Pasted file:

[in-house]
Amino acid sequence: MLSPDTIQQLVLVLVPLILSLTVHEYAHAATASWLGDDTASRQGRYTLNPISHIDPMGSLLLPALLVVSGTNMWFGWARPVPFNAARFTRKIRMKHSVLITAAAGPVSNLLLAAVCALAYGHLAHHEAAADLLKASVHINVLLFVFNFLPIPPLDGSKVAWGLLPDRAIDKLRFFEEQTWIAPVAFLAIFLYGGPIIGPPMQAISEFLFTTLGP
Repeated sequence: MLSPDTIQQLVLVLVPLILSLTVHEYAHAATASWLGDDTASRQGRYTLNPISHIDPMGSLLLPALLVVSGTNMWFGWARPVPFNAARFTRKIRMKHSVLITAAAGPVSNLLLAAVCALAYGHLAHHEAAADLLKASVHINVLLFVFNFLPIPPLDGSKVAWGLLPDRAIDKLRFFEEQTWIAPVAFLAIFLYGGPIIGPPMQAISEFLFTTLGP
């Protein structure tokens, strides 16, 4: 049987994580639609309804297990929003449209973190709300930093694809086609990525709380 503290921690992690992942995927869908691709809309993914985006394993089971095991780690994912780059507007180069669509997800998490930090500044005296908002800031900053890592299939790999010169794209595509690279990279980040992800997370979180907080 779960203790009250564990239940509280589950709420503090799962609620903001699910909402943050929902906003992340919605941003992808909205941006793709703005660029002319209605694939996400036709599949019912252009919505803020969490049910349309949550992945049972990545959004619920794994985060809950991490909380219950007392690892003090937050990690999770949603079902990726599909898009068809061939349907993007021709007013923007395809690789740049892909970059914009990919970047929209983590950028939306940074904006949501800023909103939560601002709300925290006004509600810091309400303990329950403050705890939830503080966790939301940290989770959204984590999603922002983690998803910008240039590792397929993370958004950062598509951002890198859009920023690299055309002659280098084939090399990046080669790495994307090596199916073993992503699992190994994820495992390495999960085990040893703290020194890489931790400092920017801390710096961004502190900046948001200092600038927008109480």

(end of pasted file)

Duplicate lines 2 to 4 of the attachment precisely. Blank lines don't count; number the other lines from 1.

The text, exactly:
Amino acid sequence: MLSPDTIQQLVLVLVPLILSLTVHEYAHAATASWLGDDTASRQGRYTLNPISHIDPMGSLLLPALLVVSGTNMWFGWARPVPFNAARFTRKIRMKHSVLITAAAGPVSNLLLAAVCALAYGHLAHHEAAADLLKASVHINVLLFVFNFLPIPPLDGSKVAWGLLPDRAIDKLRFFEEQTWIAPVAFLAIFLYGGPIIGPPMQAISEFLFTTLGP
Repeated sequence: MLSPDTIQQLVLVLVPLILSLTVHEYAHAATASWLGDDTASRQGRYTLNPISHIDPMGSLLLPALLVVSGTNMWFGWARPVPFNAARFTRKIRMKHSVLITAAAGPVSNLLLAAVCALAYGHLAHHEAAADLLKASVHINVLLFVFNFLPIPPLDGSKVAWGLLPDRAIDKLRFFEEQTWIAPVAFLAIFLYGGPIIGPPMQAISEFLFTTLGP
């Protein structure tokens, strides 16, 4: 049987994580639609309804297990929003449209973190709300930093694809086609990525709380 503290921690992690992942995927869908691709809309993914985006394993089971095991780690994912780059507007180069669509997800998490930090500044005296908002800031900053890592299939790999010169794209595509690279990279980040992800997370979180907080 779960203790009250564990239940509280589950709420503090799962609620903001699910909402943050929902906003992340919605941003992808909205941006793709703005660029002319209605694939996400036709599949019912252009919505803020969490049910349309949550992945049972990545959004619920794994985060809950991490909380219950007392690892003090937050990690999770949603079902990726599909898009068809061939349907993007021709007013923007395809690789740049892909970059914009990919970047929209983590950028939306940074904006949501800023909103939560601002709300925290006004509600810091309400303990329950403050705890939830503080966790939301940290989770959204984590999603922002983690998803910008240039590792397929993370958004950062598509951002890198859009920023690299055309002659280098084939090399990046080669790495994307090596199916073993992503699992190994994820495992390495999960085990040893703290020194890489931790400092920017801390710096961004502190900046948001200092600038927008109480």